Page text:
SAM HUPERT started as a GP in 1980 and within a couple of years realised that the then-nascent world of computing would have a massive impact on medicine.
Within three years he’d started Pro Medicus, an imaging software provider working with hospitals, imaging centres and health care groups.
Today the ASX-listed group – held in Pendal Midcaps Fund – is worth more than $6 billion.
Pendal MidCap Fund invests in the 100 biggest companies outside the ASX50, where market caps typically range from around $1 billion to $10 billion.
The global diagnostic imaging market is worth some $US28 billion globally – and growing at 4.9%, according to Grand View Research.
Growth drivers include an increasing prevalence of lifestyle-related diseases, rising demand for early detection tools, speedier diagnosis, government investment and expansion into developing nations, Grand View reports.
“Simplistically, Pro Medicus makes the software that radiologists use to view images and diagnose cases,” says Pendal equities analyst Oliver Renton.
But it’s technology could be used in cardiology, ophthalmology and pathology as well as all areas of reflected light, says Renton.
“Largely Pro Medicus is in radiology, but its IP can extend to other ‘ologies’.”
“It operates in a large addressable market, which we think is larger than what the market ascribes because the technology is applicable more broadly than radiology as well as the core market being larger due to Pro Medicus premium monetisation.”
The narrower radiology addressable market is between 600 million and 650 million scans in North America per annum.
Revenue is based on the number of scans undertaken using Pro Medicus equipment, and Renton estimates the group makes about A$3 per scan.
“Down the track, cardiology could add 20 per cent to the addressable market,” says Renton.
“If you look across the whole spectrum there is probably a 50 per cent increase in the addressable market.”
Pro Medicus operates in a two-layered market.
The first is the older legacy hardware manufacturers which have owned a large chunk of the market for decades, who initially gave software away for free to ensure radiologist bought their equipment.
The second are the software providers like Pro Medicus, who offer value added services to the sector.
Within the newer IT solutions, Pro Medicus unlike its competitors, streams images whereas older competitors largely compress files before sending.
“The legacy providers are struggling as data sizes get larger, and data sizes are on an inexorable rise,” Renton says.
“There is now a structural advantage embedded in terms of streaming, versus compressing. And that will only widen as providers shift to the cloud, and increasingly use artificial intelligence.”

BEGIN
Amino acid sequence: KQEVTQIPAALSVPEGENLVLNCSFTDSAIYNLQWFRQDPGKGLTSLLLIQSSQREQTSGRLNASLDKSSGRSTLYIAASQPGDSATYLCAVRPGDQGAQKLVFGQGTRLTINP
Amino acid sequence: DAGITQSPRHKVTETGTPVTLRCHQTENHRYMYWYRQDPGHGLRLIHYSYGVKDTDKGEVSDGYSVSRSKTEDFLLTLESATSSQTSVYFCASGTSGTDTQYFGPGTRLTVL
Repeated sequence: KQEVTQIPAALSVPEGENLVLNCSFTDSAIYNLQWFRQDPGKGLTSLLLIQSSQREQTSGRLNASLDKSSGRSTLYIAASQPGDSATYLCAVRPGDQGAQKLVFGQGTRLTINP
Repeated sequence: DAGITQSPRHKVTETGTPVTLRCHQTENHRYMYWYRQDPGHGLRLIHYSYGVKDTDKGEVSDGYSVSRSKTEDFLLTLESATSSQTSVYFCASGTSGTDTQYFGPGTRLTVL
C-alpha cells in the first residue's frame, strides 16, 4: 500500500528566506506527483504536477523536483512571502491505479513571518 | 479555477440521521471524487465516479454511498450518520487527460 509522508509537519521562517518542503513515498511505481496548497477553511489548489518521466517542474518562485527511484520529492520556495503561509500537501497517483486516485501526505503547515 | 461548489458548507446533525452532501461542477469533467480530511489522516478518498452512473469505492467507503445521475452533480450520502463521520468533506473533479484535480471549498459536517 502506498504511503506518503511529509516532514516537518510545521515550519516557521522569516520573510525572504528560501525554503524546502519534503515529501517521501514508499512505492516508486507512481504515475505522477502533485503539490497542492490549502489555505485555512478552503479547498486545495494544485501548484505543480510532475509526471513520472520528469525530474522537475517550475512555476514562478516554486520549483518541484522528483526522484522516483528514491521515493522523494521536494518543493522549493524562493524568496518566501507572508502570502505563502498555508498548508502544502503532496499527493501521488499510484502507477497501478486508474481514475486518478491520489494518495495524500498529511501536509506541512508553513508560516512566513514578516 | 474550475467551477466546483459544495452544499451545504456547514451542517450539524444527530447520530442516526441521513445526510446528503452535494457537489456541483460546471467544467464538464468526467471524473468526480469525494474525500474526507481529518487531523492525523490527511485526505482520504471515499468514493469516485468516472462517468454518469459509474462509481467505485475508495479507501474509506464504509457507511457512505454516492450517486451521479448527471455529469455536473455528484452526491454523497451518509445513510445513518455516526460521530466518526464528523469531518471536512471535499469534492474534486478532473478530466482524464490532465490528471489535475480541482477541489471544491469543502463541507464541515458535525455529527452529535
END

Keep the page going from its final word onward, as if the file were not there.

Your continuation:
Pro Medicus currently has about 5 to 6 per cent of market share in the US, Renton says, and is growing.
Previously, dominant legacy hardware players like GE, held up to 30 per cent market share at its peak.
The group transformed in 2009 when it bought German based Visage Imaging (see video above).
Many of the team of imaging experts that came with the purchase remain at Pro Medicus, providing great stability. The core R&D for the company remains in Germany.
Like any piece of software, Renton says the key risk for Pro Medicus is that someone “builds a better mousetrap”.
“However, we think that as the business model transitions and becomes less about the core software, and more about networks especially as artificial intelligence is introduced, then Pro Medicus will benefit and that key risk diminishes,” Renton says.
“There is a risk that someone comes out with a technology that competes, but we think this is less of a risk as AI becomes more real and network effects start to kick in.”
Like all technology businesses, there’s also risk around key staff, Renton says, particularly given it’s a lean model.
“But if you’re working on the best product in the industry with the best clients, it’s unlikely that you will leave especially when you are at the cutting edge of healthcare and its interaction with artificial intelligence, cloud computing and data.”
Oliver is an analyst and co-portfolio manager with Pendal’s Australian equities team. He has more than 15 years of industry experience.
Pendal MidCap Fund features 40-60 Australian midcap shares. Led by portfolio manager Brenton Saunders, the fund leverages insights and experience gained from Pendal’s access to senior executives and directors at ASX-listed companies.
Pendal operates one of Australia’s biggest Aussie equities teams under the experienced leadership of Crispin Murray.
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